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  • Once you have the specs defined as well as you can, the first stage in the actual construction of a report begins by investigating the data requirements. This almost always involves some detective work to figure out where the data is going to come from.

    Here are the basic questions that need to be answered during this phase:

    Which databases?
    In the NPR world, you need to obviously first determine where this report is going to reside. The goal here is to choose the application that requires the least amount of exterior macros and fragments. This isn’t a problem with DR unless you need to go outside the DR database itself.

    What tables or segments?
    Try to determine where is most of the data is coming from. The NPR gurus can speak to this more than I can, but this is one of the most significant decisions when building an NPR report. It becomes almost an art form when examining the hierarchy dictionary of segments and applications.

    Which fields?
    At the smallest level, you…

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  • In almost every article on healthcare IT you read, you’ll likely see the term “patient engagement.” And rightly so. As we move forward with electronic health records, patient portals, population health management and other technology-driven initiatives, we need to never lose sight of the main, people-centric aim: improving patient care, service and outcomes.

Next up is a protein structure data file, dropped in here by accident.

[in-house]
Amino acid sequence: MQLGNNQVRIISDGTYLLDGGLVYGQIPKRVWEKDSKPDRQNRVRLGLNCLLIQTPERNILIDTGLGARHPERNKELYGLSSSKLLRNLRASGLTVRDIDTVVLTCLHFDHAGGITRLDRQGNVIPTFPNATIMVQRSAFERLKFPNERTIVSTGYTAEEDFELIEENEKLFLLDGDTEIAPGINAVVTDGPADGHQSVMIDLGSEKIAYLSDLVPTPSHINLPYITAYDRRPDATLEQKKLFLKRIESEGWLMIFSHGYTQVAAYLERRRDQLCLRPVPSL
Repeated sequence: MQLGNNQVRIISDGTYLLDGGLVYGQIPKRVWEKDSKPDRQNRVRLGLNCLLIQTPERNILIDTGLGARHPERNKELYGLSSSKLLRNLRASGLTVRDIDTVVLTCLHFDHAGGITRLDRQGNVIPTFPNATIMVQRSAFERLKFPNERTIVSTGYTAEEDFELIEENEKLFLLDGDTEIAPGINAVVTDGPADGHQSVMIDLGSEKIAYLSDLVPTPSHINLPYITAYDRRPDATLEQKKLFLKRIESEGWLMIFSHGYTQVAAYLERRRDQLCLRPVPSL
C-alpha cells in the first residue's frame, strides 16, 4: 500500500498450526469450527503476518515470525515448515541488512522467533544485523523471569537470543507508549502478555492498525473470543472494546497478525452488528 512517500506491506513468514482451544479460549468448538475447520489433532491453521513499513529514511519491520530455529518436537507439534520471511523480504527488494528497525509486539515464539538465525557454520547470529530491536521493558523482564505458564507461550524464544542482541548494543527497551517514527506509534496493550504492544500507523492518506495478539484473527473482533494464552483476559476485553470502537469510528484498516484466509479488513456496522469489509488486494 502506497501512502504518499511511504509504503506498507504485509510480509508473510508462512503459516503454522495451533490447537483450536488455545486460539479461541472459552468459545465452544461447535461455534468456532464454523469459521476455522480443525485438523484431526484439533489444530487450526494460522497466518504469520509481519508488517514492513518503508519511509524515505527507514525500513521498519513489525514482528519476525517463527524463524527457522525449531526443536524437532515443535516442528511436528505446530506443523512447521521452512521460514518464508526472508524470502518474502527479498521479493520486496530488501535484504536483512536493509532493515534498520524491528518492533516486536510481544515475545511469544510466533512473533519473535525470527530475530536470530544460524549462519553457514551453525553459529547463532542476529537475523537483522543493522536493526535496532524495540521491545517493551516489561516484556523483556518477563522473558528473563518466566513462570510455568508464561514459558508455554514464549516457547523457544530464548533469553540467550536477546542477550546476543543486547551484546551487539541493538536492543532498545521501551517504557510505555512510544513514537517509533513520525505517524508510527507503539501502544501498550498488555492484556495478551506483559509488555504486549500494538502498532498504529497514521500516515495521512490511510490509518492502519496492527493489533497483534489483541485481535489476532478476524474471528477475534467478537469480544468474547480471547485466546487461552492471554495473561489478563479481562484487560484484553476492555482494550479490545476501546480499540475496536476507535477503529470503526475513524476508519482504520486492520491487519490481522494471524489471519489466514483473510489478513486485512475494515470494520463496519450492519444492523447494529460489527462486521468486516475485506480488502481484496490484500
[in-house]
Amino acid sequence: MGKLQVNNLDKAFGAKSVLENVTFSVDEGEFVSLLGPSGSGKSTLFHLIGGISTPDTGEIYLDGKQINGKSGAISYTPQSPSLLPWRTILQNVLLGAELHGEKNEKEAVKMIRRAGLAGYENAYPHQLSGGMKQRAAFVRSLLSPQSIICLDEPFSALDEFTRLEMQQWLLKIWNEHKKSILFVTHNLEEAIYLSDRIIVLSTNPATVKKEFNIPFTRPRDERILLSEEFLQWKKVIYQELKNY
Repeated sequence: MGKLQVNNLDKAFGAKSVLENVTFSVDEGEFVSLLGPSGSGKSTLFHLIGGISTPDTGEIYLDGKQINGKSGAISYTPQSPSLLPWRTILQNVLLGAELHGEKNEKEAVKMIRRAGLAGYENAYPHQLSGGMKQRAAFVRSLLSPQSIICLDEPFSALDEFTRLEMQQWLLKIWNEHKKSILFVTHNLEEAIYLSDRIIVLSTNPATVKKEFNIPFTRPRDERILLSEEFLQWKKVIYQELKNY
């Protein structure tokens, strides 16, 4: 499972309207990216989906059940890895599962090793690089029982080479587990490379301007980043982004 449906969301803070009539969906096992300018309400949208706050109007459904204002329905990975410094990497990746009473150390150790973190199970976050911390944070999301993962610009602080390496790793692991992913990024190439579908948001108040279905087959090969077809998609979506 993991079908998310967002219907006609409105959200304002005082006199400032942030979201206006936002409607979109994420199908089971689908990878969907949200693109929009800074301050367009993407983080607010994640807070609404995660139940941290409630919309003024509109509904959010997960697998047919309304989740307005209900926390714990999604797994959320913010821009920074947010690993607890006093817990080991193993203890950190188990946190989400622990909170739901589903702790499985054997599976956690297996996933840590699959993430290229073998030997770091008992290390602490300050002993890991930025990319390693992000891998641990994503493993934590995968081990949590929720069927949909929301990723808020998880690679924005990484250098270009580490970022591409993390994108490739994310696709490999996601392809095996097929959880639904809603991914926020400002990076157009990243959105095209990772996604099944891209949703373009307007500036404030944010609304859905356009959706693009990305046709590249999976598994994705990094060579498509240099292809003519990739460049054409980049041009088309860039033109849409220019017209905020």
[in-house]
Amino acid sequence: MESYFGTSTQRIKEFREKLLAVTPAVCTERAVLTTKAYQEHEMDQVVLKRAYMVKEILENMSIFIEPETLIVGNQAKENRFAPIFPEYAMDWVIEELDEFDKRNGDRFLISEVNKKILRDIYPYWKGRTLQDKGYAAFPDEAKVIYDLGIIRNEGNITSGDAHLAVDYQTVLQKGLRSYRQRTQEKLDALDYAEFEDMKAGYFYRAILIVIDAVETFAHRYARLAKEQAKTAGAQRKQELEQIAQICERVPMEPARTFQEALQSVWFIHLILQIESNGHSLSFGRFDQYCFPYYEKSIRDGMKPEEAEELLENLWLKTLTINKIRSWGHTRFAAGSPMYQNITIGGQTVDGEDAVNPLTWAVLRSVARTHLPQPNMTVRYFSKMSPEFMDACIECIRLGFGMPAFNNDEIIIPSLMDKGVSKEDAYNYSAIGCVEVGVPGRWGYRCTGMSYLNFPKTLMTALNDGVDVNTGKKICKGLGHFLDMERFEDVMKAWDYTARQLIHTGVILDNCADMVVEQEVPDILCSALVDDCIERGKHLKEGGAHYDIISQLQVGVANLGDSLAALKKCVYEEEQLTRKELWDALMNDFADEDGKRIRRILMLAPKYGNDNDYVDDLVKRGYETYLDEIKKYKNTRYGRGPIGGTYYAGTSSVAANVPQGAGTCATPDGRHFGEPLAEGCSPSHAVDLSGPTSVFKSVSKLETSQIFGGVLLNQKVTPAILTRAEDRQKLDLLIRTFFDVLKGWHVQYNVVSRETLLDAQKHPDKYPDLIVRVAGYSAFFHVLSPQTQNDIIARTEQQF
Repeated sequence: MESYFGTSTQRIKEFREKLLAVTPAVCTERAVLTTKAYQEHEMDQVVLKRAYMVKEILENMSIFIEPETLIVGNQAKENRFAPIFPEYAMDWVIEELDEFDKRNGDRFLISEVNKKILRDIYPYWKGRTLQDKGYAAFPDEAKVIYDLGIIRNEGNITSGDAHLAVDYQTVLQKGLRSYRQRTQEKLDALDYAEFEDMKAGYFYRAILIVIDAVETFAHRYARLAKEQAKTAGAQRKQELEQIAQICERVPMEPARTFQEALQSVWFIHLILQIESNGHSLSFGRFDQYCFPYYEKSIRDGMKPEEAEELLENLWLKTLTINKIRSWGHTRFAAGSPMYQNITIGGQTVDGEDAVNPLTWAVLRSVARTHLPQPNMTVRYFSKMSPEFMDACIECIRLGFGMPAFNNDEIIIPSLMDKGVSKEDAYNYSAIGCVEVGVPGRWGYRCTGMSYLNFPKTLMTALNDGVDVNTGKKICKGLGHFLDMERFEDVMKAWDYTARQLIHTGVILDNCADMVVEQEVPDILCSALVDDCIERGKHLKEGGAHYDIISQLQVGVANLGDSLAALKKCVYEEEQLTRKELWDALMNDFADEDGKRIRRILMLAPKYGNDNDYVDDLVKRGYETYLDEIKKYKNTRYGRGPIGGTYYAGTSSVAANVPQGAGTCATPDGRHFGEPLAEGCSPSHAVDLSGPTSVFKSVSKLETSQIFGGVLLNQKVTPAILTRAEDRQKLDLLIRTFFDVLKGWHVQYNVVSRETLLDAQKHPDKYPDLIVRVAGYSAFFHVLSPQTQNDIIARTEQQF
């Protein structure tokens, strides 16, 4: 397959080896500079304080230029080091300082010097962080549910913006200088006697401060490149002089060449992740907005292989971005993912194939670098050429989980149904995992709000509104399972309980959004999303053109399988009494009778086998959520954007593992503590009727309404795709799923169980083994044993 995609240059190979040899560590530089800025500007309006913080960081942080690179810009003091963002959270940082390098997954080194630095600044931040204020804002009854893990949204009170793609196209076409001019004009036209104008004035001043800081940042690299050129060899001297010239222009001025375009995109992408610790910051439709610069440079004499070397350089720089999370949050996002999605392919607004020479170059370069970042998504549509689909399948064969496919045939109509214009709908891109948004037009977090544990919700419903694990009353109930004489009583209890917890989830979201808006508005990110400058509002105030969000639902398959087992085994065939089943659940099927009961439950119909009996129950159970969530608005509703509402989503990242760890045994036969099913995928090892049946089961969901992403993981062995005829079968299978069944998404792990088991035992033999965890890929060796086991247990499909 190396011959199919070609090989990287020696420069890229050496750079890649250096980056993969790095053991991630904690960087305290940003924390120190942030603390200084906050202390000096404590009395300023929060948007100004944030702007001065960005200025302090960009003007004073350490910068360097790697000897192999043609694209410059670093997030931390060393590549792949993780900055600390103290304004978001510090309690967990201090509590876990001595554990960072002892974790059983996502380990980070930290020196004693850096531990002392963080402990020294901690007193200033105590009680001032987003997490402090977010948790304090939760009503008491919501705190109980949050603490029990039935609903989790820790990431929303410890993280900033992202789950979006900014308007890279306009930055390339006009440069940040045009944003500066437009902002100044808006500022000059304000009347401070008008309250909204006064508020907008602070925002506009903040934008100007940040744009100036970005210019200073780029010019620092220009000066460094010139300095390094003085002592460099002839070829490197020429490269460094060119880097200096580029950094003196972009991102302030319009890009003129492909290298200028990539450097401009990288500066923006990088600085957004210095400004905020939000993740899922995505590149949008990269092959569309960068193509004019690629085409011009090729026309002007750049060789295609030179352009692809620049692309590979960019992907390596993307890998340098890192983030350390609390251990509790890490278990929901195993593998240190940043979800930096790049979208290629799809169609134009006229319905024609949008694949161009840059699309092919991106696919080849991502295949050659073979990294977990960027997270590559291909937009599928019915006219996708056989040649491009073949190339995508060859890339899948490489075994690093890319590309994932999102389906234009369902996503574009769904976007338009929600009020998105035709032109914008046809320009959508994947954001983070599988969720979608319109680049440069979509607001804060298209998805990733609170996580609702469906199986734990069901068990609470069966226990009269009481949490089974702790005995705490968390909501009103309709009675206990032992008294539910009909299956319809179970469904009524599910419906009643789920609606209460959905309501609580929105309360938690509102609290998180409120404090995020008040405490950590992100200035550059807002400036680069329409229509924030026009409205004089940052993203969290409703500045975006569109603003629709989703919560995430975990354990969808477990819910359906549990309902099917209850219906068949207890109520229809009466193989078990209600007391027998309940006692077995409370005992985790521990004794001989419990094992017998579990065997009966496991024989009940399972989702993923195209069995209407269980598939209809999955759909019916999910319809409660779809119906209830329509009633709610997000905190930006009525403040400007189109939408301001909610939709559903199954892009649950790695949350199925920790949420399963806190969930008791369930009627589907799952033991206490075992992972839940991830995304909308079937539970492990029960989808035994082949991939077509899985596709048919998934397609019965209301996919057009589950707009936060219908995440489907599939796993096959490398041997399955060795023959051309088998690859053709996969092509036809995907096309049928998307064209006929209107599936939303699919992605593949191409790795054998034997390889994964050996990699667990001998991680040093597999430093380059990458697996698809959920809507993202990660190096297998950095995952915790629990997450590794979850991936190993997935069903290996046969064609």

For everyone at Halifax Health, that patient focus starts the moment an individual walks through the door. Each patient’s initial encounter with the registration team sets the tone for the rest of their visit, not to mention impacting the timeliness of care delivery.

    When we relied on pre-printed paper forms and collecting “ink on paper” signatures, it used to be difficult to create a positive first impression. Patients had to wait while we selected several forms from a storage area. Hopefully these were the right documents needed to both capture the required information and meet regulatory s…

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  • Meditech Uncovered Series, part 3

    I wrote a little while back about how stressful that first call is for a Meditech analyst. It's that first moment where you're not really sure what's going to happen and you still feel relatively raw in your overall knowledge. What may be a close second in terms of legit fear is the first customer training you ever go through. You can have all the experience in the world, be completely prepared for what you're going to present, but once that group is in there, who knows what type of character you're going to get...there's always "that guy"...

    Regardless of whether it's a training session or even just a regular meeting at your local facility, there's always that person who can be a handful. It's certainly not an experience that is exclusive to Meditech training sessions. That being said, when we were getting trained to present to customers, it was always noted that you had to be prepared for …

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